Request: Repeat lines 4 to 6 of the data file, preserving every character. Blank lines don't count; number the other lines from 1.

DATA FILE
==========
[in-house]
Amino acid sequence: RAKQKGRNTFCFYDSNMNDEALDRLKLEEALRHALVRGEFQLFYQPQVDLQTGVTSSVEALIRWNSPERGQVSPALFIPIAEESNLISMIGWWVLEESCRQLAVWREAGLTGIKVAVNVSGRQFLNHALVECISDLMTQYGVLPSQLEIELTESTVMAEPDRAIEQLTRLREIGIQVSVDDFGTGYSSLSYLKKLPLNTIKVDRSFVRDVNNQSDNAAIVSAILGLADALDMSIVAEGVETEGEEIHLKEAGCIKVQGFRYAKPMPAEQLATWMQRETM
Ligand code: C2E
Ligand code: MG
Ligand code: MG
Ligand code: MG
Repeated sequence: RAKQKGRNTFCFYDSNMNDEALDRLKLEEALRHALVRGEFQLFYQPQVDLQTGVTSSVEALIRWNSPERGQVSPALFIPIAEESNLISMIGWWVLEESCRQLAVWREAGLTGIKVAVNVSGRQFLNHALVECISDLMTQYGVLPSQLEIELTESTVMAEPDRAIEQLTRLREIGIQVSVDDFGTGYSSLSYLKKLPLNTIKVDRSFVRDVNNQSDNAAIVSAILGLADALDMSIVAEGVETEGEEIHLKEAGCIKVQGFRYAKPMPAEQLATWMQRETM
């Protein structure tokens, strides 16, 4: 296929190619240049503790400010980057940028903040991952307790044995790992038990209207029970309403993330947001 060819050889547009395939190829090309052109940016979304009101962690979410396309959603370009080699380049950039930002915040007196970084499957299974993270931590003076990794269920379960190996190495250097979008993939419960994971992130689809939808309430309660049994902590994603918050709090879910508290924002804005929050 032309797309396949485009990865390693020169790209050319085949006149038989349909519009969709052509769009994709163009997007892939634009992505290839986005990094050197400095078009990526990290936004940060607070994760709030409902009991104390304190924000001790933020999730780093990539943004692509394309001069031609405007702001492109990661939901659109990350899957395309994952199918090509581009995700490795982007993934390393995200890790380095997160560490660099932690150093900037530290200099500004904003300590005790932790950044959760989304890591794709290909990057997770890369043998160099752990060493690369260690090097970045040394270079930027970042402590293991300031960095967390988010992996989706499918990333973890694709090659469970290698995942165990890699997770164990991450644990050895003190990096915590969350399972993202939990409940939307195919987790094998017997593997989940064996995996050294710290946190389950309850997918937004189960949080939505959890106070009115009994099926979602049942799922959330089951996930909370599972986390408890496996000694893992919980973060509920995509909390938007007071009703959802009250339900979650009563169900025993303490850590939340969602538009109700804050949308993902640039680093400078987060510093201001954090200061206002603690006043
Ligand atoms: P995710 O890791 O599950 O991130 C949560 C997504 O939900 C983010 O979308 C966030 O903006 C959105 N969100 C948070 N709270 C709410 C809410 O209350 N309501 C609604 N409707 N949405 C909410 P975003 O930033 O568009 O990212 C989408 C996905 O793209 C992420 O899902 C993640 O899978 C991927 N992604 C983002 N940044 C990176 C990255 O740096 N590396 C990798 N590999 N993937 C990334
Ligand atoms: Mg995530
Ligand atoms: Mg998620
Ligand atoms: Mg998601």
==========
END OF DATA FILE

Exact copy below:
Ligand code: MG
Ligand code: MG
Ligand code: MG